In 2006, I had a feeling that there wasn’t enough on my plate. A few years earlier, the Dept. of Education had granted schools of Chinese Medicine the ability to award doctorates. Up to this point, although most school were four-academic-year post-graduate programs, they were restricted to calling this a master’s degree. I felt we deserved to be on equal academic ground with other medical professionals, so I returned to OCOM and, after an additional two and a half years of study with many leading experts of Chinese and Western medicine, I was part of the third graduating class with a doctorate in this field. This program served as a nagging impetus to finish my book (and an accompanying three hour video presentation), which became my capstone thesis.

In 2007, still in the midst of my doctoral work, my wife and I opened The Clearing Cafe next door to our spa. Our dream was to provide a warm and bright spot for locals to enjoy high quality organic tea, food, juice, and coffee, including soups and smoothies that incorporated invigorating Chinese herbs into the recipes. Just a month after opening, our daughter Sabina was born. After a few years, we decided to leave the cafe business to someone else, and sold The Clearing to a wonderful couple. We still eat there all the time.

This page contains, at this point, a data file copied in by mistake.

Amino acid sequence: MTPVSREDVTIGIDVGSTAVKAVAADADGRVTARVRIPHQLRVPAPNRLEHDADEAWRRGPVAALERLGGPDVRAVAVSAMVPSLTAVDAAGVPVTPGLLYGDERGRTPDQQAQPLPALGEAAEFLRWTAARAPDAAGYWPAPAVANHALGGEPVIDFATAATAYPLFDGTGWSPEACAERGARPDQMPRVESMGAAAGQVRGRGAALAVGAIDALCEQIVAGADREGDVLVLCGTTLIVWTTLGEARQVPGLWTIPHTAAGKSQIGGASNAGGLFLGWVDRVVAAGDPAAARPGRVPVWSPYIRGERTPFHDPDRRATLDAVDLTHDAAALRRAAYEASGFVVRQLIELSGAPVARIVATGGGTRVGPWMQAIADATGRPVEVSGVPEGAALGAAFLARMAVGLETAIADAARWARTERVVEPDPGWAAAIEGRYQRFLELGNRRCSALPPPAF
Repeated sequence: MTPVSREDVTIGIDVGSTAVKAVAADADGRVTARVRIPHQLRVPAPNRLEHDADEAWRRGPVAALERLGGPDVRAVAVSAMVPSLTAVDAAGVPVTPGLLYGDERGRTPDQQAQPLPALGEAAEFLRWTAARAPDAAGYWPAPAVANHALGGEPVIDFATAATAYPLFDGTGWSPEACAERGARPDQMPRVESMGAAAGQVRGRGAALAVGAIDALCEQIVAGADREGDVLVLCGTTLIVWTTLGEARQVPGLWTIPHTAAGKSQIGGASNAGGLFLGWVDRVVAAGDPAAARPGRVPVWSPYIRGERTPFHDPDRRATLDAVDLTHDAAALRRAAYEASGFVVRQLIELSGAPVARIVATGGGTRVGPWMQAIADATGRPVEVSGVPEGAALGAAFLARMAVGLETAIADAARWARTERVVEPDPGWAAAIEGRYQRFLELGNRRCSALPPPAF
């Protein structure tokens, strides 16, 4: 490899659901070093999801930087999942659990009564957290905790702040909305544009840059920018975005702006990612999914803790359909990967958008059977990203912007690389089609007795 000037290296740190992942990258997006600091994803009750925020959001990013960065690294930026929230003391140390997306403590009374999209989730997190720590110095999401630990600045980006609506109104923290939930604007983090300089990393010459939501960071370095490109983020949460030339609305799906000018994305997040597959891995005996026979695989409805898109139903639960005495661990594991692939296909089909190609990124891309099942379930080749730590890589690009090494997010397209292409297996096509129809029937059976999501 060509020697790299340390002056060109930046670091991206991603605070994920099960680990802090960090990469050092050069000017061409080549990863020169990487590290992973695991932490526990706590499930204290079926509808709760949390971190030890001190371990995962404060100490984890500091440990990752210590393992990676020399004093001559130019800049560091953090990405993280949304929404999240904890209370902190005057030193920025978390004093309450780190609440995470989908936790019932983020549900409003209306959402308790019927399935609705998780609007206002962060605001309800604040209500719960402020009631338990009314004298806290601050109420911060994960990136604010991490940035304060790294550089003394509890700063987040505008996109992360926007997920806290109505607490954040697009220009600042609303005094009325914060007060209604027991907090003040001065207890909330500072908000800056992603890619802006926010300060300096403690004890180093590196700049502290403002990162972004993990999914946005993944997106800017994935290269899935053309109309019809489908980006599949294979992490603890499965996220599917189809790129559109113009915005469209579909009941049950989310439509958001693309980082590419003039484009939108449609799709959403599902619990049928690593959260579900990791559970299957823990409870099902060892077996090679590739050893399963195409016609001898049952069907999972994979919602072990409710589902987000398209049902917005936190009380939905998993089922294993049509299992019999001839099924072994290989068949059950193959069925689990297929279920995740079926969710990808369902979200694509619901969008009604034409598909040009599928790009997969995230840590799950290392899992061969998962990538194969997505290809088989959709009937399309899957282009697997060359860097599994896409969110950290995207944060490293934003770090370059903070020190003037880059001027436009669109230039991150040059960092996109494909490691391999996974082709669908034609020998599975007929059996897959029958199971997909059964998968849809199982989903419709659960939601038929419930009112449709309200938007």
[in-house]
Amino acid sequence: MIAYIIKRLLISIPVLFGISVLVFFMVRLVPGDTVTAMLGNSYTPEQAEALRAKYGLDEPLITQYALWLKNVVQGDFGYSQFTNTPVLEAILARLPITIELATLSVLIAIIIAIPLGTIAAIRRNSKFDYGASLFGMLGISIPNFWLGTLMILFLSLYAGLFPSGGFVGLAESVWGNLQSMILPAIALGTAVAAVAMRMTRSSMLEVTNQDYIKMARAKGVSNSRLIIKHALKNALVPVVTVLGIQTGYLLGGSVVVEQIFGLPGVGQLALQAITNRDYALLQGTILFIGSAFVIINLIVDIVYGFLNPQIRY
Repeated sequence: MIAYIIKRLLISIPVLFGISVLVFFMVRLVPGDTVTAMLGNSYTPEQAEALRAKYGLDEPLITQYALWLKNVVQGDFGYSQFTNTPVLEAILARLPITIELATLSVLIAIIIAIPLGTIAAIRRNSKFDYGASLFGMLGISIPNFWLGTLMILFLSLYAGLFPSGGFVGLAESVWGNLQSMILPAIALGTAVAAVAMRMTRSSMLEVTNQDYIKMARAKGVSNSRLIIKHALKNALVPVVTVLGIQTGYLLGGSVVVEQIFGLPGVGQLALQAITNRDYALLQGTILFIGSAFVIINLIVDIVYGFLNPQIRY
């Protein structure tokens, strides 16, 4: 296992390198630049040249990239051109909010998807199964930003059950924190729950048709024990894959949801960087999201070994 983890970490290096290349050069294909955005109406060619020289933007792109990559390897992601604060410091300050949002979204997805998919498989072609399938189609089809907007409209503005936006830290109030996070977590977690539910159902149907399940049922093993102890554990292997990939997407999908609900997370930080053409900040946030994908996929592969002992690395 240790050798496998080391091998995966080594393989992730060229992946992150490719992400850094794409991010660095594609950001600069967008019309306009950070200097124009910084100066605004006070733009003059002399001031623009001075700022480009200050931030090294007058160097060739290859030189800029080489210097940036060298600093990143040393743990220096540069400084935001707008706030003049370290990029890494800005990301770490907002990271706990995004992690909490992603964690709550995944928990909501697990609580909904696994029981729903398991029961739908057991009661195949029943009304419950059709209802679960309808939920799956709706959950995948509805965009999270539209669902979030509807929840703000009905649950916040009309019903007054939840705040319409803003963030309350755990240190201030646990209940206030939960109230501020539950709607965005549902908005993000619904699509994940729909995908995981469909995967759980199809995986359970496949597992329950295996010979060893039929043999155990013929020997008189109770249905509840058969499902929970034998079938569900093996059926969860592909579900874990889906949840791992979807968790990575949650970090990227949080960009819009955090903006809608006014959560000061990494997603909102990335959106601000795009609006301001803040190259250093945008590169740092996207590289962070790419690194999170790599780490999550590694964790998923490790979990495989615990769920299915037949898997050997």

Meanwhile, Portland International Airport invited us to build a spa there. I hate airports, so the idea of creating a sanctuary in PDX, which would be as un-airport as possible (announcements of found bags being “confiscated and destroyed” notwithstanding), was very appealing. We opened our doors there in 2009.

Over the next few years, despite having so much going on in Portland, I started to get tired of living in a big city – and a mostly dark, rainy one at that. I found myself looking at the weather statistics and demographics of other places, and fantasizing about a life in the sun. I hadn’t intended to stay in Portland when I moved there for grad school, but ended up being there for 15 years. In August of 2012, we moved to Boulder, Colorado.

We had dreams of opening a spa in Boulder, but faced the most difficult challenges of our lives making it happen. Finally, after drawing on every possible resource, praying, chanting, visualizing, vision boarding, and working our asses off day and night, we finally made it happen in July 2013.